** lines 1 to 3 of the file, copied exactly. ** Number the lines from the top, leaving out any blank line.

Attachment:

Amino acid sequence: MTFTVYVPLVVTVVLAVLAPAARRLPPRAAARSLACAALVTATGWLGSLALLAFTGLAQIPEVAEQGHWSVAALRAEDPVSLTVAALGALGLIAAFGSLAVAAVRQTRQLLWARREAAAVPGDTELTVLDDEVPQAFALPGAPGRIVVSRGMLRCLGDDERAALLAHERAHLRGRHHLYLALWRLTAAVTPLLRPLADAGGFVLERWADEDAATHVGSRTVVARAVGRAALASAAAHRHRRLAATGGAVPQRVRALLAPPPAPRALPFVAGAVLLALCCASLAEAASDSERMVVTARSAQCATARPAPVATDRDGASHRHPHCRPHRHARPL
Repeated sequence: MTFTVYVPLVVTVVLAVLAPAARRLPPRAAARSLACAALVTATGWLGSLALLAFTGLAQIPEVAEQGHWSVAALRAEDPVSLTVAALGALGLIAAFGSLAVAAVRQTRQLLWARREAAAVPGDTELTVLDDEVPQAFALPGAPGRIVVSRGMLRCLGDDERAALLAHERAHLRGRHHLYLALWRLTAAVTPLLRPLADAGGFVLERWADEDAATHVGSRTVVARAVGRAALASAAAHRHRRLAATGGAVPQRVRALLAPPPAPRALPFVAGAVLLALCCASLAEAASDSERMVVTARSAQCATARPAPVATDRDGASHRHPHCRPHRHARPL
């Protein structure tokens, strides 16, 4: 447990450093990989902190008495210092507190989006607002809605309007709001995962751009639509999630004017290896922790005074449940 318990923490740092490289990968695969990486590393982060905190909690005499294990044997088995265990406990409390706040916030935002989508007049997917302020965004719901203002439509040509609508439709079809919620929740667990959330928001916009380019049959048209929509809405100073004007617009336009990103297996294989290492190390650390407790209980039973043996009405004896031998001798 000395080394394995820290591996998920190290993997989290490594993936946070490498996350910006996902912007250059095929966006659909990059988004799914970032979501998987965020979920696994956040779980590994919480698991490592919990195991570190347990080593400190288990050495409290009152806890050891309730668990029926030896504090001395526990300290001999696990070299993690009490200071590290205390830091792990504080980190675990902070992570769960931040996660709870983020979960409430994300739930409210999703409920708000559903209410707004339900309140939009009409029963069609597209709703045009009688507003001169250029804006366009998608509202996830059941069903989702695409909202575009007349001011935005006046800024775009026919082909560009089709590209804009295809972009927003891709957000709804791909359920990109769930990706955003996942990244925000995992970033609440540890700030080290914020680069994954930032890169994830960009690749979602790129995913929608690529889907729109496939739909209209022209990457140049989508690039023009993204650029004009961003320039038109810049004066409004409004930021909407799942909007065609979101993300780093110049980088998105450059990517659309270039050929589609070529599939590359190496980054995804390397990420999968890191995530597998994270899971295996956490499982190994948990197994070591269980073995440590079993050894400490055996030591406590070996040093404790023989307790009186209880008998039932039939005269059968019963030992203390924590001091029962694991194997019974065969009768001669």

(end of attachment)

Amino acid sequence: MTFTVYVPLVVTVVLAVLAPAARRLPPRAAARSLACAALVTATGWLGSLALLAFTGLAQIPEVAEQGHWSVAALRAEDPVSLTVAALGALGLIAAFGSLAVAAVRQTRQLLWARREAAAVPGDTELTVLDDEVPQAFALPGAPGRIVVSRGMLRCLGDDERAALLAHERAHLRGRHHLYLALWRLTAAVTPLLRPLADAGGFVLERWADEDAATHVGSRTVVARAVGRAALASAAAHRHRRLAATGGAVPQRVRALLAPPPAPRALPFVAGAVLLALCCASLAEAASDSERMVVTARSAQCATARPAPVATDRDGASHRHPHCRPHRHARPL
Repeated sequence: MTFTVYVPLVVTVVLAVLAPAARRLPPRAAARSLACAALVTATGWLGSLALLAFTGLAQIPEVAEQGHWSVAALRAEDPVSLTVAALGALGLIAAFGSLAVAAVRQTRQLLWARREAAAVPGDTELTVLDDEVPQAFALPGAPGRIVVSRGMLRCLGDDERAALLAHERAHLRGRHHLYLALWRLTAAVTPLLRPLADAGGFVLERWADEDAATHVGSRTVVARAVGRAALASAAAHRHRRLAATGGAVPQRVRALLAPPPAPRALPFVAGAVLLALCCASLAEAASDSERMVVTARSAQCATARPAPVATDRDGASHRHPHCRPHRHARPL
């Protein structure tokens, strides 16, 4: 447990450093990989902190008495210092507190989006607002809605309007709001995962751009639509999630004017290896922790005074449940 318990923490740092490289990968695969990486590393982060905190909690005499294990044997088995265990406990409390706040916030935002989508007049997917302020965004719901203002439509040509609508439709079809919620929740667990959330928001916009380019049959048209929509809405100073004007617009336009990103297996294989290492190390650390407790209980039973043996009405004896031998001798 000395080394394995820290591996998920190290993997989290490594993936946070490498996350910006996902912007250059095929966006659909990059988004799914970032979501998987965020979920696994956040779980590994919480698991490592919990195991570190347990080593400190288990050495409290009152806890050891309730668990029926030896504090001395526990300290001999696990070299993690009490200071590290205390830091792990504080980190675990902070992570769960931040996660709870983020979960409430994300739930409210999703409920708000559903209410707004339900309140939009009409029963069609597209709703045009009688507003001169250029804006366009998608509202996830059941069903989702695409909202575009007349001011935005006046800024775009026919082909560009089709590209804009295809972009927003891709957000709804791909359920990109769930990706955003996942990244925000995992970033609440540890700030080290914020680069994954930032890169994830960009690749979602790129995913929608690529889907729109496939739909209209022209990457140049989508690039023009993204650029004009961003320039038109810049004066409004409004930021909407799942909007065609979101993300780093110049980088998105450059990517659309270039050929589609070529599939590359190496980054995804390397990420999968890191995530597998994270899971295996956490499982190994948990197994070591269980073995440590079993050894400490055996030591406590070996040093404790023989307790009186209880008998039932039939005269059968019963030992203390924590001091029962694991194997019974065969009768001669």